Tell us something interesting about yourself.
I don’t have deep thoughts, but I have kind of…a few random thoughts, which are kind of lame. Sometimes I think, for example, if I live to be 70 years old, I’d have spent 10 years of my life on Mondays.
Most memorable trip:
I guess it’s the one I just went to—Osaka, in Japan. I went to have a lot of good food. I walked into this ramen restaurant which we knew nothing about, but it turned out really good, so we figured that everything in Japan is always better! (laughs) We also went to this shrine in Kyoto, and we expected to take some good shots, but we didn’t do our homework properly and it actually gets dark around 5PM, so we kind of wasted one place of interest. So one thing I’ve learnt is always do your homework before you go on a trip, don’t be too YOLO and leave it to fate, because fate can screw you up.
Do you have any advice for people who’ve just started working?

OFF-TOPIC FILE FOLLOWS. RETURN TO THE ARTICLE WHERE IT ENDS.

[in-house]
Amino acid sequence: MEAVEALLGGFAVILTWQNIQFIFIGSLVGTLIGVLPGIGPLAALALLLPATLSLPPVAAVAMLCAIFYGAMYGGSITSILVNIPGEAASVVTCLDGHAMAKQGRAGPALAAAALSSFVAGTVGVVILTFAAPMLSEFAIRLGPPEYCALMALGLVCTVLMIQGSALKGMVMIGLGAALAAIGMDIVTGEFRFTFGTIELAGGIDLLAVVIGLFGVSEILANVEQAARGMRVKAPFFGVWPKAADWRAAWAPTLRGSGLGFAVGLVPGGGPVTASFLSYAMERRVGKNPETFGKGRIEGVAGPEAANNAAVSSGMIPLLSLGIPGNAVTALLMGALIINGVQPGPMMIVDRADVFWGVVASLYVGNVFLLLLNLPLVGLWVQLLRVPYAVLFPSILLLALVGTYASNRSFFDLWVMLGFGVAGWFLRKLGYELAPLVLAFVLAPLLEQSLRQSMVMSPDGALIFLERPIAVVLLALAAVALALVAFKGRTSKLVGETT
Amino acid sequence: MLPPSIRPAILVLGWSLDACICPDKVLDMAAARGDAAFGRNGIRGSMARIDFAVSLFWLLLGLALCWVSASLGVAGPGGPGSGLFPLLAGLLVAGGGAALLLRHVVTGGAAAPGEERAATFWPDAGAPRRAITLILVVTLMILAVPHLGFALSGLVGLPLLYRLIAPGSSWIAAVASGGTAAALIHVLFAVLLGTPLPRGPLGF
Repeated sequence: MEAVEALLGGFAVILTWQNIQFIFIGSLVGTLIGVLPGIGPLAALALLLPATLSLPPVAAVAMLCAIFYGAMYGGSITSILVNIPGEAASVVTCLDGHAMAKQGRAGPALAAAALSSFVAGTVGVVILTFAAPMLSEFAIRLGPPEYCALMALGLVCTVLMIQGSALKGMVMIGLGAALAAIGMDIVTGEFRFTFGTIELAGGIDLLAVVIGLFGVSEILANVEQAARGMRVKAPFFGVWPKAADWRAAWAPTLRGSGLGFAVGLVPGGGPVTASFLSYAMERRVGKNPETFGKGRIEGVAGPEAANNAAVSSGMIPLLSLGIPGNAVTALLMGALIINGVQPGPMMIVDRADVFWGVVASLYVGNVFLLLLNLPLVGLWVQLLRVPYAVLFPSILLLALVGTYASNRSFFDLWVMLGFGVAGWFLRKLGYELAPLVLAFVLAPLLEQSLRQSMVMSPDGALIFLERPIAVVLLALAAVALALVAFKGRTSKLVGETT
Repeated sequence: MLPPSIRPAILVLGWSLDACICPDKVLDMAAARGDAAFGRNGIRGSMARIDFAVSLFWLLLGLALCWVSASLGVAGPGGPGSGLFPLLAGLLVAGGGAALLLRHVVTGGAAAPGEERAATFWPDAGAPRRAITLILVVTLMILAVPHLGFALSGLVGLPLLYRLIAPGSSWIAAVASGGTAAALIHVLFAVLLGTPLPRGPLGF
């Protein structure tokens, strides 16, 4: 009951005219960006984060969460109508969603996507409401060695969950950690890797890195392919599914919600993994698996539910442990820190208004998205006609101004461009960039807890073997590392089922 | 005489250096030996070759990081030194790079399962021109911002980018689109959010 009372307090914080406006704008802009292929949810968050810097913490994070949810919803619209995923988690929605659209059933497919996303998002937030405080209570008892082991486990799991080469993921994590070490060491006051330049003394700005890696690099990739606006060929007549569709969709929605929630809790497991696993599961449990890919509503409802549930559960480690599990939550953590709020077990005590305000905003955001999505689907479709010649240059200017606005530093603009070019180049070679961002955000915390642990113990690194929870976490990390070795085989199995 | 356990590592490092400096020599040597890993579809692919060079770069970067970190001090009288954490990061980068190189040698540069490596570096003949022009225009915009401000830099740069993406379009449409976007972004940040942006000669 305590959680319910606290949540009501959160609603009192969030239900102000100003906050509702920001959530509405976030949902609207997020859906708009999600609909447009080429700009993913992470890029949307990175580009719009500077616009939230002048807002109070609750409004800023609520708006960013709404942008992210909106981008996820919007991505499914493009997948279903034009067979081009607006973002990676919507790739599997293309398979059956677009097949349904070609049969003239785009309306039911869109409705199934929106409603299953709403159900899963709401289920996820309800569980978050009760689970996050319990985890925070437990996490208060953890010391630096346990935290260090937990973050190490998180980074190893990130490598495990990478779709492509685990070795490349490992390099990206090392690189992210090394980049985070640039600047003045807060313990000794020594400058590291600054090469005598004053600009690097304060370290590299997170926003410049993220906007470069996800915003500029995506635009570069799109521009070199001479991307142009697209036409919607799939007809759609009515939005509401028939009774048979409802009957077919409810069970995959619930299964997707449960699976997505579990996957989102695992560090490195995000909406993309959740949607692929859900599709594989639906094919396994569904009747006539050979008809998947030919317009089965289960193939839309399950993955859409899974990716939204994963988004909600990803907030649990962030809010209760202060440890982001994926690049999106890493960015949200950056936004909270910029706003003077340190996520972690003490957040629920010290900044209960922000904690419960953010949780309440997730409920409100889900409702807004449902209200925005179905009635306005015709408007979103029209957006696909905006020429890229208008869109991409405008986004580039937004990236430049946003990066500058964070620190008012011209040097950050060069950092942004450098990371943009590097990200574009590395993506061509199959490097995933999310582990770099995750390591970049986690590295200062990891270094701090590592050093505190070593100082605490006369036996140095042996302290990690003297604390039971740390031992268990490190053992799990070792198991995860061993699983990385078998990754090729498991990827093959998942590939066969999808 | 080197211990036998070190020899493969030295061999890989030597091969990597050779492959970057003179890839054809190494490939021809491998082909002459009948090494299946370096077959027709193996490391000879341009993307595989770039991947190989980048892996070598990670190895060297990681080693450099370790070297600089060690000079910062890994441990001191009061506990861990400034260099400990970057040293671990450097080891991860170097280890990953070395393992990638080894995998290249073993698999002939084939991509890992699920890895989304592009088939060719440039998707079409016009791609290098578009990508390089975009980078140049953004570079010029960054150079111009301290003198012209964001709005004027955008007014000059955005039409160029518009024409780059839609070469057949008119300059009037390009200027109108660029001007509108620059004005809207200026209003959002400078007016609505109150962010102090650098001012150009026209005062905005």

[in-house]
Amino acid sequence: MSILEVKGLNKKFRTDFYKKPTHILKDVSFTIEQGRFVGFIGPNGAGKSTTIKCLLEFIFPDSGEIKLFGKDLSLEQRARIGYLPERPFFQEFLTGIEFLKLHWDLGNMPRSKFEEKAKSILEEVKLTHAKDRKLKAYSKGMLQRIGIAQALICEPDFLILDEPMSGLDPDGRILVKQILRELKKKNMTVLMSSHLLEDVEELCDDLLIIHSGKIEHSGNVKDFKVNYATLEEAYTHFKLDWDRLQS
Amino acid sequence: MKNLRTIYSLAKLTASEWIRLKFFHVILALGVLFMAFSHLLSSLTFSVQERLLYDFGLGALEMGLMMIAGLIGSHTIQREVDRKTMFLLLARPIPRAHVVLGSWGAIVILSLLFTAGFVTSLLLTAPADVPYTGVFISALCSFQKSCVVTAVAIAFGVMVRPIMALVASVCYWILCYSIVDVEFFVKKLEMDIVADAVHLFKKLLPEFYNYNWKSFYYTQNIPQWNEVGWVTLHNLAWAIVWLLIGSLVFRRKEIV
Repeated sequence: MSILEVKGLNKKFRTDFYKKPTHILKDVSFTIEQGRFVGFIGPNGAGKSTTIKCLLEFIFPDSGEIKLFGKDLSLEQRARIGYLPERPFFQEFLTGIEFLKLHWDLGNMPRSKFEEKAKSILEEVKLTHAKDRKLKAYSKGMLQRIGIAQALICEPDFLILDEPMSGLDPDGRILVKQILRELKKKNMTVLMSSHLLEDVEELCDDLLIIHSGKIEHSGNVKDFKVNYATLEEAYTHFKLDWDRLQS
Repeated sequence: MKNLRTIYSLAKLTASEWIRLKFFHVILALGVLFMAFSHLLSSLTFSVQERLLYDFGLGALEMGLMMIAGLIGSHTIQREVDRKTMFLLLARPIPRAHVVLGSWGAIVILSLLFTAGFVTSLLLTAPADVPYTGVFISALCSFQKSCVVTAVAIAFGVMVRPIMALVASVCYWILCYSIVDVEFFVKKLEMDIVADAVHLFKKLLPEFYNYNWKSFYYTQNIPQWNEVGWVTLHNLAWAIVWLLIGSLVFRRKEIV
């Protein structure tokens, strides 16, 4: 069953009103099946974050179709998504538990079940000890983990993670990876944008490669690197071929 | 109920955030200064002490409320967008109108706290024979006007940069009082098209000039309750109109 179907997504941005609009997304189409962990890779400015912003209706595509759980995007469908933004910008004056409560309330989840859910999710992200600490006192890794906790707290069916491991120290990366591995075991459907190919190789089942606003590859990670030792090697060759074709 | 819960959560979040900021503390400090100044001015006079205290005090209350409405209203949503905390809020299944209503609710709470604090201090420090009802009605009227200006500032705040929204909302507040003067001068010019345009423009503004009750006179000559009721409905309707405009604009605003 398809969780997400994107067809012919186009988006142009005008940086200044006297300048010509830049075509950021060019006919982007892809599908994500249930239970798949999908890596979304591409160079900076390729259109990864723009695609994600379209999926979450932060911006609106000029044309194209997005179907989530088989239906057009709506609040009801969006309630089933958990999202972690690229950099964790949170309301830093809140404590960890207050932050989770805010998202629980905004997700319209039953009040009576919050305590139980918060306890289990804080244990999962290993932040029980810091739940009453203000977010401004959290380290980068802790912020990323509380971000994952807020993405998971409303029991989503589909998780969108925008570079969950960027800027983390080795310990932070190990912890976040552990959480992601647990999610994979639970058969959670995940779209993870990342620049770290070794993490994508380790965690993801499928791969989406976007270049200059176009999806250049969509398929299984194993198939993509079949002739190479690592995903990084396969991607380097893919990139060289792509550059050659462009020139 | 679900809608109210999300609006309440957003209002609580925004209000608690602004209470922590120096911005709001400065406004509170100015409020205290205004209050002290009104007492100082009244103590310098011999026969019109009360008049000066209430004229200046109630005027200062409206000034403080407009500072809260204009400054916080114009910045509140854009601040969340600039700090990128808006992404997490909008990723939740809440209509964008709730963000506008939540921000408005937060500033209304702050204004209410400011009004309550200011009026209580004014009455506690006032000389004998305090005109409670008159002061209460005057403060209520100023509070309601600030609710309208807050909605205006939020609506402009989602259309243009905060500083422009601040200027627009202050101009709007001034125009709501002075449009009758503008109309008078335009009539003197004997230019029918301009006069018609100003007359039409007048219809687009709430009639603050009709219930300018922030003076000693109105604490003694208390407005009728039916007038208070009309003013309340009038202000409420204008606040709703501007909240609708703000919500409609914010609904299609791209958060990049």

It’s not always easy in the beginning, but if you have something that you’re passionate about, then you should probably hang on to it and strive on, because good things will happen. Sometimes it’s about chances, and I feel that chances are always for people who are well prepared.
Do you have a role model in life?
My mum, because she’s my Wonder Woman. I don’t understand how she managed to climb up the corporate ladder and juggle family matters at home—she’s like a double agent. My sister used to work with her and she told me stories about how our mother was very fierce at work. When she’s at home she’s totally different—she jokes around, and tells us about all the things that happened to her. I wish to be like her; she started out with no education background, and now she’s actually quite a senior management personnel in her company. I’m happy for her and quite proud of her achievements.
If you were to address the whole world as your audience, what would you say?
I’d probably introduce myself, and tell them about the misconceptions about Singapore. Tiny red dot right? But there’re a lot of possibilities in this tiny red dot, you just have to dig deeper for it. I’d probably tell them about the design industry—it really sucks when you just start off, but a little goes a long way. You have to be patient to reap your returns. I’ll end off by telling people to travel more, because it’s just a tiny red dot, even with the endless possibilities, and it’s always better to widen your horizon with different cultures and people that you meet along the way.